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On Pens & Sketchbooks

March 4th, 2013 by


I don’t know about you, but I like to have a dedicated Sketchbook Pen when messing around in my smaller, everyday sketchbooks. Long ago, there was a Uniball pen that made some really great doodles.

Now, I’ve been terrible at filling sketchbooks. On the right you can see Mitch’s Sushi, my current Moleskine. Yes, I named it. I show it there as it’s maybe three-fifths of the way full. It wasn’t until I came across Gary Panter’s drawing tips that I finally started carrying it with me everywhere. That article is probably 50% of how I got into a better sketchbook habit.

Before reading that, I had wanted to have a full sketchbook. After reading, I realized that naming a sketchbook can be pretty powerful. Would you rather look through a sketchbook, or browse the mysteries of Mitch’s Sushi? Eh? Afterwards, I wanted to fill Mitch’s Sushi with all kinds of stuff. Combine that with Just Fuckin’ Draw and there’s a real nice recipe for doodling, experiments and sketching your way to filling more than one sketchbook a year. A year is a good plan because if you fill it early, you can start a second. I tried filling a book a month once and it ended about 8 pages in.


Back to pens. After the most recent fave bit the dust, I headed to possibly the worst Office Max around because I knew they’d have some sort of demo station there. What I didn’t know was that it would take me over 30 minutes to figure out where the pens were. The demo station was along one wall, while the pen I really liked was not labeled, nor even in a 20-foot radius near the demo station as I later found out.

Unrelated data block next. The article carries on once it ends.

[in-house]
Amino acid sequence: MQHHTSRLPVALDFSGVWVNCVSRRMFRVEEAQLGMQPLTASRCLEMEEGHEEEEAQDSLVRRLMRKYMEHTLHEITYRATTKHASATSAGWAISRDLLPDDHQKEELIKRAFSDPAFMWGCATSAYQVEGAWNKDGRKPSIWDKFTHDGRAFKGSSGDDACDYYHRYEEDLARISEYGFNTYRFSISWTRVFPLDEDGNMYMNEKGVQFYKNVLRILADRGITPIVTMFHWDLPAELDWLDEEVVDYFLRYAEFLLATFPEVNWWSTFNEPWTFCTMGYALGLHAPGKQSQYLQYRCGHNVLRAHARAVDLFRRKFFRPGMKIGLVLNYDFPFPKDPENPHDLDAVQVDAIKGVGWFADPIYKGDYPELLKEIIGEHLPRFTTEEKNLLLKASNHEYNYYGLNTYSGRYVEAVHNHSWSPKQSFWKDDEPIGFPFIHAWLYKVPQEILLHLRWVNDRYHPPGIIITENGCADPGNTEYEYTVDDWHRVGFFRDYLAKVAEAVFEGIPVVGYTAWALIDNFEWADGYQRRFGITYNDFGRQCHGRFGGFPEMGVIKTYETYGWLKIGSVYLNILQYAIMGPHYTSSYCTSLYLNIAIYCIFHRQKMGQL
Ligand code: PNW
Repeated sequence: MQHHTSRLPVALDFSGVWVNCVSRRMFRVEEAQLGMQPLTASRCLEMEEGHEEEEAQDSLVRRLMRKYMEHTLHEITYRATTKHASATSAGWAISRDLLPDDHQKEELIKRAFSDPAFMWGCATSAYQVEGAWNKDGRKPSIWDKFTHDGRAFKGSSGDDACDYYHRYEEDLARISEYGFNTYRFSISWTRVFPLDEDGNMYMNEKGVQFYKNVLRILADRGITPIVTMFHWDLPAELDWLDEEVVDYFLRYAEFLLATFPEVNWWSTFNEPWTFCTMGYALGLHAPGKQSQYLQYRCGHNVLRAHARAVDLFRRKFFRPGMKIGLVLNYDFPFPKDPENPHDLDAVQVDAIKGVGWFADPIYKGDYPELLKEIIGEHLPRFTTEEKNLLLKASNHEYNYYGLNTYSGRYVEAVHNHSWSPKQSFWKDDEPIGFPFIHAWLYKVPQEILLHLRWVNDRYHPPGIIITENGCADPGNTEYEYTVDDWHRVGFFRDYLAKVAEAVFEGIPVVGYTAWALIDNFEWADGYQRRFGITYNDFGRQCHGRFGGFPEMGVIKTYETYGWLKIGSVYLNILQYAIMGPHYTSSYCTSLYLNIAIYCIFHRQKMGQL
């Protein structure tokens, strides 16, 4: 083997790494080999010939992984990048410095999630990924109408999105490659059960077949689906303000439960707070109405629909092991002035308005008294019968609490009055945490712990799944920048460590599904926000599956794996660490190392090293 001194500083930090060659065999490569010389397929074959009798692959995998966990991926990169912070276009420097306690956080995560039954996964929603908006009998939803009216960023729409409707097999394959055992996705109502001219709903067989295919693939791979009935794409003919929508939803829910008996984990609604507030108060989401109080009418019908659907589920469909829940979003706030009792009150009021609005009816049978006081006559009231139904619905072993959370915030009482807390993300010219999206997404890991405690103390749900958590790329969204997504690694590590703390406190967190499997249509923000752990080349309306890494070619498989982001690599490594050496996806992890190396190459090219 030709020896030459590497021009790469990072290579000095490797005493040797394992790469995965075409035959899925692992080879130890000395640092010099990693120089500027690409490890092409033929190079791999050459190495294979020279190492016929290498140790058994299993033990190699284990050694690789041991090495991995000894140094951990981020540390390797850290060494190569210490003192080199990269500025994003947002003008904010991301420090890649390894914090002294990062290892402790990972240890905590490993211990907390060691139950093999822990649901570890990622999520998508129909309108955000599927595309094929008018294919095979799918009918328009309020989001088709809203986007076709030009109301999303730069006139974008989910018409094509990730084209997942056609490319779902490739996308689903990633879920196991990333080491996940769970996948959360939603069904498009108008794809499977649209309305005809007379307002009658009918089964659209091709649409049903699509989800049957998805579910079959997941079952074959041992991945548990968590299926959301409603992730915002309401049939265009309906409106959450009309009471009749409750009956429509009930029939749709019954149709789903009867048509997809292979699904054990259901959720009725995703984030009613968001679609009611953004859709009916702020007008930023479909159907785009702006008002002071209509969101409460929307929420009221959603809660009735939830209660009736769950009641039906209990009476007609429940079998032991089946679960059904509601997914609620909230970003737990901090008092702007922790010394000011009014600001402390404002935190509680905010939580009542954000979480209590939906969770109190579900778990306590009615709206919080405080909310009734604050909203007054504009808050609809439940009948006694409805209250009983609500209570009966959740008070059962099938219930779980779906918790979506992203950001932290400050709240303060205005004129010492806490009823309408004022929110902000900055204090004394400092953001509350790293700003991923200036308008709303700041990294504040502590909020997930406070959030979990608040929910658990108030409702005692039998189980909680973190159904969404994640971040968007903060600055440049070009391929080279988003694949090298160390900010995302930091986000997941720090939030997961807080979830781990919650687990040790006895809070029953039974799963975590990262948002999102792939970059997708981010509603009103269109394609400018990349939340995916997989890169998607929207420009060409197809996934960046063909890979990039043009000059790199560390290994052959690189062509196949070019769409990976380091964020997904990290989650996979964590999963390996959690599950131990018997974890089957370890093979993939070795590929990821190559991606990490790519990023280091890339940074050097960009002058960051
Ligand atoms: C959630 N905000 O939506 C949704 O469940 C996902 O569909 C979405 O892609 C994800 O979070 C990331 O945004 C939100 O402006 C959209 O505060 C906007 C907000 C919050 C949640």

I walked back & forth so many times there’s probably a rut in the carpet due to my searching. It didn’t help that the pen had no words on it either, other than TUL on it.

I wouldn’t have spent so much time on this if it weren’t so important to a fun drawing experience. Using a pen that doesn’t work properly every time or skips in the middle of a line is frustrating. The demo pen I found was  fantastic. When I finally found the package I noticed the had some felt-tipped style pens, very similar to the Sharpie Pen. Those are super great, but the barrel is too skinny and leaves me hand cramping after using it for a long period of time. The TUL version of the Sharpie Pen has a thicker barrel and rubber grippy parts and makes for much more comfy doodle time.


The packaging is super nice in that no knife is required to open it. It was secured with just pressure.

The only thing I don’t enjoy about them is that none of the pens with black ink are water resistant. The blue felt-tip pen is, but the black one isn’t. Interesting.

I’m pretty happy with these silly pens and I’ve done most of my sketchbooking with them since they were obtained. 90% of the drawings in Mitch’s Sushi have been done with them, so maybe that can help you if you’re struggling. Find a favorite pen. Buy a few of ’em in case you lose or break some. Then get to doodling.



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